Assign a simple to do chore or chores (no more than 3) to your child.  For example, they have to place napkins and silverware on the table for dinner each night.  Another example: They have to take out the recyclables to the bin in the backyard every day after school.  The chores will represent having a job and earning a salary (allowance) from it.  The pay will be $10/week.  The charges will be:

Rent: $3
Food: $1
Water: $1
Electricity: $1
TV/Streaming/Internet: $1
Income ($10) - Expenses ($7) = $3/week or $12/month 

Notice the rent is $3.  This is actually closer to what adults spend on housing.  Housing is 30% of a household budget for many Americans.  You decide what to do with the $28 you get back each month.  A Roth IRA for your kid is my suggestion.


Ages 8-12
Again, assign at least 2-3 chores.  You can level up how much harder you want your child to help you around the house.  Let's not forget that in the early 1900's, kids were helping around the farm, certainly working a lot harder than kids these days.  The pay will be $12/week.  The charges will be:

Rent: $3
Food: $1
Water: $1
Electricity: $1
TV/Streaming/Internet: $1
Cell Phone (If your child uses one at these ages): $1
Income ($12) - Expenses ($7-$8) = $4-$5/week or $16-$20/month

*By now your child should have learned that housing is very expensive.  They should also be wondering about whether or not using a streaming service is worth it.  They may want to strike deals with you.  Make sure you don't deviate on the price of rent, food, water, and electricity.  Last thing you want is a kid trying to bargain himself out of a shower.  Ha!  You could, however, use watching television, gaming, or use of Internet for non-educational purposes as a bargaining chip.  Maybe you don't charge them a $1 if they spend less than two hours a week watching YouTube video, Netflix, surfing the net, etc.??


Ages 13-18th Birthday

Assign the typical teen chores (cleaning their room once a week, e.g.) and add some life skills ones, e.g., doing your own laundry.  The pay will be $15/week.  The charges will be:

Rent: $3
Food: $1
Water: $1
Electricity: $1
TV/Streaming/Internet: $1
Cell Phone: $1
Transportation: $1 (Your high schooler will want rides everywhere)
Income ($15) - Expenses ($9) = $6/week or $24/month

*$24/month is not very much money for a teen these days.  Notice though that you're not charging them for clothes, money for the dance, etc.  You're still defraying the costs of these miscellaneous teen expenses.  So they may have all of their financial needs met, meaning they can save the $24 for additional things they want or even for college.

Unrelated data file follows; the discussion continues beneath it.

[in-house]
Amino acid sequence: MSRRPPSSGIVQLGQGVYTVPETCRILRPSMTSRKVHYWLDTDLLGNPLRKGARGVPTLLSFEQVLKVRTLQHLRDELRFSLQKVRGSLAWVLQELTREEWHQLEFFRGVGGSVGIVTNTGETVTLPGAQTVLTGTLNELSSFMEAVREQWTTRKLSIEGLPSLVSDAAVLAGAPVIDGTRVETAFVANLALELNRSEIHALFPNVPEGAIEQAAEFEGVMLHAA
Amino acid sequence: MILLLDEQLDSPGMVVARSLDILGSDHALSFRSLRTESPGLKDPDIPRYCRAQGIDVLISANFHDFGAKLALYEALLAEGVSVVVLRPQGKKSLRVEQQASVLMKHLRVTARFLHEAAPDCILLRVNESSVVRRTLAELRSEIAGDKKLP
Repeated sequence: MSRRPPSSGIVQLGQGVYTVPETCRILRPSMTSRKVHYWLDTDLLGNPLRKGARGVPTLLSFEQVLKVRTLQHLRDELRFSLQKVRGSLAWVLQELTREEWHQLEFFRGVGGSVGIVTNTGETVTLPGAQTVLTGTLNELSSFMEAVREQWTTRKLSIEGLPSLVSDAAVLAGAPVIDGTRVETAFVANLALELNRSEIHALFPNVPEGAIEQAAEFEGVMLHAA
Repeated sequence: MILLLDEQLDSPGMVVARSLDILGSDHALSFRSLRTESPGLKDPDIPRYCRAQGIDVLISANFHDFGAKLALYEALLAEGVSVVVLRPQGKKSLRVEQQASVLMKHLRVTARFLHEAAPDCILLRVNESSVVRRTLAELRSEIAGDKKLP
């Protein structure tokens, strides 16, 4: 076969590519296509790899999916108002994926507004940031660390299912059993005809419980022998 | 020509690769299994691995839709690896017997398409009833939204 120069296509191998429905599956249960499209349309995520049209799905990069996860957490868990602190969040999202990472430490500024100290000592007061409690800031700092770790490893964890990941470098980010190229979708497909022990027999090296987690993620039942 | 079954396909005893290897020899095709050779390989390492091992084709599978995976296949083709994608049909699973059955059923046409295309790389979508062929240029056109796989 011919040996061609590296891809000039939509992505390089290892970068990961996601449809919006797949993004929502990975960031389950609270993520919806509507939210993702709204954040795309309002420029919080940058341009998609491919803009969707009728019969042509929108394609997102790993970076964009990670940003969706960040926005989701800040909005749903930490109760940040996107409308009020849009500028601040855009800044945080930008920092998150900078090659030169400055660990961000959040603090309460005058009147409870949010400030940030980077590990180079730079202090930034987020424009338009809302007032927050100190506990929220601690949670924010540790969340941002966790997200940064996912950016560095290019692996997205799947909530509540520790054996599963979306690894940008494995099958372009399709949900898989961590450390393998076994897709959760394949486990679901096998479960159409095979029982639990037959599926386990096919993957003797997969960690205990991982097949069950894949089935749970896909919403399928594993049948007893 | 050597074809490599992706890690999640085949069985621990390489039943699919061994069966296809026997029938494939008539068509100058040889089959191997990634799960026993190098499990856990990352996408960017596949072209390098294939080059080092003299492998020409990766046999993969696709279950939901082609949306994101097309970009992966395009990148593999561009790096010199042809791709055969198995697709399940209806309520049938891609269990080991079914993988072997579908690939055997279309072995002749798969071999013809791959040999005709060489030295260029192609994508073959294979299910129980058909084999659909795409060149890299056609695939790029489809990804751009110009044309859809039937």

The Right Way to do This

The right way to do this is to hand your kids their "income" each week so they can feel the entire amount in their hand.  Don't just give them the difference of the income and expenses because it's more convenient.  For it to be most powerful, they have to feel the "pain" of giving money back to you, the bill collector.

Staying consistent by giving your child his/her income on the same day of the week, each week, also simulates "pay day" the best.  Let them hold onto all their income for at least 24-hours, and specify when all of the "bills" are due to you.  If they're late in paying you, tack on an additional $1 charge.  If they fail to keep their end of the deal on more than one occasion, terminate the arrangement until they're more mature to start at it again.

Thanks for reading!  What are your thoughts on all of this?    

Sunday, January 14, 2018

What To Do With A $40K Windfall Today

If you're coming into some serious cash within the next two months, great for you!  Much like winning the Lotto, it can be a huge rush.  If you don't have a plan of how you're going to use the windfall, you will be tempted to spend on things you wish you had before, but could never afford.  Like that awesome custom barbecue island!  Or that gorgeous Mercedes!  So prior to the money wire making it to your bank account, you must sit down and create a list of Must Do, and Can Wait.